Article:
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How Interior Design is changing as it embraces life after Covid-19
Every industry across the world has been affected by the pandemic. From businesses having to shut their doors to conform with lockdown restrictions, to office workers having to work from home where possible, the pandemic has without doubt left its mark on the world.
When lockdown 1.0 hit the UK last March, businesses had to adapt virtually overnight which left many of us working from home in spaces that were not ideal to work in. But as the months went by and working from home became the new normal, families adapted their properties to maximise space for not only working from home but to also give designated areas for different activities as we spent more time at home.
A year later, interior design is reflecting the reality that the pandemic has changed our world and how we live our lives, and for many of us the changes are set to stay.
As we all became cautious about spreading the virus many of us cleaned our homes more frequently to try and minimise the risk of catching the virus. Interior designers are now incorporating materials that are naturally more sterile than others into their designs. Antimicrobial metals such as copper, brass and bronze are great choices for those places that are touched frequently like door handles and kitchen doorknobs. Woods that stop bacteria from growing like bamboo, oak and cork will continue to influence designs especially as they add natural warmth to a home.
Our homes have become our hubs for everything. Work, rest and play we have had no choice but to conduct all our activities from within our homes, and future designs will reflect this shift of behaviour. For instance, living rooms are now providing space for a working mum to have a work call in a separate seating area to children who may be plugged into an iPad doing schoolwork.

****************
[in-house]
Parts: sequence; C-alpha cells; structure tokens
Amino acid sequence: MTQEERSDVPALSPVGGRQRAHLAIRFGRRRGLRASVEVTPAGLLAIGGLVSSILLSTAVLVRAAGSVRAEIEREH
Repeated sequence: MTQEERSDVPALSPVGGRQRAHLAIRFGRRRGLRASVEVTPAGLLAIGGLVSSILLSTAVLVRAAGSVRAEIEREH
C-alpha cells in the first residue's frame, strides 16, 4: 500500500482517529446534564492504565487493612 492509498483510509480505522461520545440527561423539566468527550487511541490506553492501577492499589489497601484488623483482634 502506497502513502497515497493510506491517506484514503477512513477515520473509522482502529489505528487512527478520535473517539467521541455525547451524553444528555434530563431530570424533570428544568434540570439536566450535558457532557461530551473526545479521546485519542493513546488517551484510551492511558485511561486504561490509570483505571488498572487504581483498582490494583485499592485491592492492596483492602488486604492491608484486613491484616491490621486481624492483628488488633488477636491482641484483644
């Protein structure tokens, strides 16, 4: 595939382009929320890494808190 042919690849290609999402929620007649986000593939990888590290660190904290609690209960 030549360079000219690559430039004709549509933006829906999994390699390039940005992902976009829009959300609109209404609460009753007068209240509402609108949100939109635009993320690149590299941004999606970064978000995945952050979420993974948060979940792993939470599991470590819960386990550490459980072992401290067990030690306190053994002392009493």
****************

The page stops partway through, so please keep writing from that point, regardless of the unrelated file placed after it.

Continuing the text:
Open plan living has become more popular but in today’s world a versatile space is even more in demand. Having the ability to create temporary smaller spaces within larger living areas is on the increase, which is where tracked plantation shutters are coming into their own.
Installing shutters as room dividers means you can easily draw them to create smaller secluded spaces for maybe an office, an exercise area or even a quiet zone for reading, fold them back and once again you have an open plan living space for all the family to enjoy. They are not only a practical solution (as you don’t have to get builders in or seek planning permission) but they are a stunningly beautiful one too! If you want to find out more contact us today.
Health & well-being
Our health and well-being are of enormous importance especially when we are living in such uncertain times. Creating an environment that is good for our health helps our state of mind as well as our physical health, and nature will play a part in future designs as we reconnect back with the environment.
Designers will plan for larger windows and patio doors to provide more natural light in our homes, and design colours will switch to warm, earthy shades that connect us back to nature.